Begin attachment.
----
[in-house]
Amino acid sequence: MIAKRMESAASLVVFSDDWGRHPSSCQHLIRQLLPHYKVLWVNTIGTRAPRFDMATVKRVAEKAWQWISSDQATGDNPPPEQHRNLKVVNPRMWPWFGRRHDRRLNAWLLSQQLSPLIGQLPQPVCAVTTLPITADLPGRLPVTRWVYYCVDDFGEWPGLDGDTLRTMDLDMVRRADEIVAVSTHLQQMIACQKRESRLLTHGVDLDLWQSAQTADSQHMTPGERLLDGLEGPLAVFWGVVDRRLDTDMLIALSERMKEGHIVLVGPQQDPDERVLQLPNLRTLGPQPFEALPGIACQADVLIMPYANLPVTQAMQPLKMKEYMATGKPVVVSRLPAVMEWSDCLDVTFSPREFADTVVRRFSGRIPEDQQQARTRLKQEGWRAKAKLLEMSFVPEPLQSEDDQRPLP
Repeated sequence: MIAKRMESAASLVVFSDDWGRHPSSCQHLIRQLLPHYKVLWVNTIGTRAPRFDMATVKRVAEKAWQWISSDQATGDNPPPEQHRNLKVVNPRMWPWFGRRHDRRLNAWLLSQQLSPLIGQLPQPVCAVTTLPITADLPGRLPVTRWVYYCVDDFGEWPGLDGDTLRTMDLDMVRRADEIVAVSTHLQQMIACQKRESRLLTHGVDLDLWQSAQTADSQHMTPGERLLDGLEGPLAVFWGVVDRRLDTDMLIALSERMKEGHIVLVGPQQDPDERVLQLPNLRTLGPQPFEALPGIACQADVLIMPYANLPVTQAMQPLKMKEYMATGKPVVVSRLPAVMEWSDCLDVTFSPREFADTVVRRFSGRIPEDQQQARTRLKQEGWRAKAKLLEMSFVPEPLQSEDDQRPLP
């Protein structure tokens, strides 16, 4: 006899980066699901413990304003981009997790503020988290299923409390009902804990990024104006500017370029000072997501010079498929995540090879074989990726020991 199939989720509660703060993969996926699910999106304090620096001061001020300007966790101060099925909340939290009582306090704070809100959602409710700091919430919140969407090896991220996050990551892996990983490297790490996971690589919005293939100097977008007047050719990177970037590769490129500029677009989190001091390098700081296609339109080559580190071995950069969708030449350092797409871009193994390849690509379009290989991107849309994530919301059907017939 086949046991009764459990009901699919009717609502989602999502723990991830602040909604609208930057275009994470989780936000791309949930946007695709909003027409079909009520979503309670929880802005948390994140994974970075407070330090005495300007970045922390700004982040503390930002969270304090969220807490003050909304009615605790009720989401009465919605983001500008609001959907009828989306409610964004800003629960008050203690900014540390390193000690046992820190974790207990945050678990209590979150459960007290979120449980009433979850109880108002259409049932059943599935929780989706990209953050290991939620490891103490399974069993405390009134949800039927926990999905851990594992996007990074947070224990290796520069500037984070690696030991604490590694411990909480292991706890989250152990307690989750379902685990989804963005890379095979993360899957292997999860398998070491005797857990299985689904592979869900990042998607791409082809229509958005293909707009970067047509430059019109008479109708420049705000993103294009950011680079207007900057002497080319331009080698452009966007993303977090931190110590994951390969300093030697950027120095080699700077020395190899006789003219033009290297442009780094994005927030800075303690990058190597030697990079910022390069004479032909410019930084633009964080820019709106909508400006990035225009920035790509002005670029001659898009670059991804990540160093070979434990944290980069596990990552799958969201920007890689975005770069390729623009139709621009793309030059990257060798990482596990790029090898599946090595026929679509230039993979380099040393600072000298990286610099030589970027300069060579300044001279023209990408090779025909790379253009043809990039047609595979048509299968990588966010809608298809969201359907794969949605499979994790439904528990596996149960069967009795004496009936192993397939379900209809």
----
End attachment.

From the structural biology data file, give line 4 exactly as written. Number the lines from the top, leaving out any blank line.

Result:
């Protein structure tokens, strides 16, 4: 006899980066699901413990304003981009997790503020988290299923409390009902804990990024104006500017370029000072997501010079498929995540090879074989990726020991 199939989720509660703060993969996926699910999106304090620096001061001020300007966790101060099925909340939290009582306090704070809100959602409710700091919430919140969407090896991220996050990551892996990983490297790490996971690589919005293939100097977008007047050719990177970037590769490129500029677009989190001091390098700081296609339109080559580190071995950069969708030449350092797409871009193994390849690509379009290989991107849309994530919301059907017939 086949046991009764459990009901699919009717609502989602999502723990991830602040909604609208930057275009994470989780936000791309949930946007695709909003027409079909009520979503309670929880802005948390994140994974970075407070330090005495300007970045922390700004982040503390930002969270304090969220807490003050909304009615605790009720989401009465919605983001500008609001959907009828989306409610964004800003629960008050203690900014540390390193000690046992820190974790207990945050678990209590979150459960007290979120449980009433979850109880108002259409049932059943599935929780989706990209953050290991939620490891103490399974069993405390009134949800039927926990999905851990594992996007990074947070224990290796520069500037984070690696030991604490590694411990909480292991706890989250152990307690989750379902685990989804963005890379095979993360899957292997999860398998070491005797857990299985689904592979869900990042998607791409082809229509958005293909707009970067047509430059019109008479109708420049705000993103294009950011680079207007900057002497080319331009080698452009966007993303977090931190110590994951390969300093030697950027120095080699700077020395190899006789003219033009290297442009780094994005927030800075303690990058190597030697990079910022390069004479032909410019930084633009964080820019709106909508400006990035225009920035790509002005670029001659898009670059991804990540160093070979434990944290980069596990990552799958969201920007890689975005770069390729623009139709621009793309030059990257060798990482596990790029090898599946090595026929679509230039993979380099040393600072000298990286610099030589970027300069060579300044001279023209990408090779025909790379253009043809990039047609595979048509299968990588966010809608298809969201359907794969949605499979994790439904528990596996149960069967009795004496009936192993397939379900209809």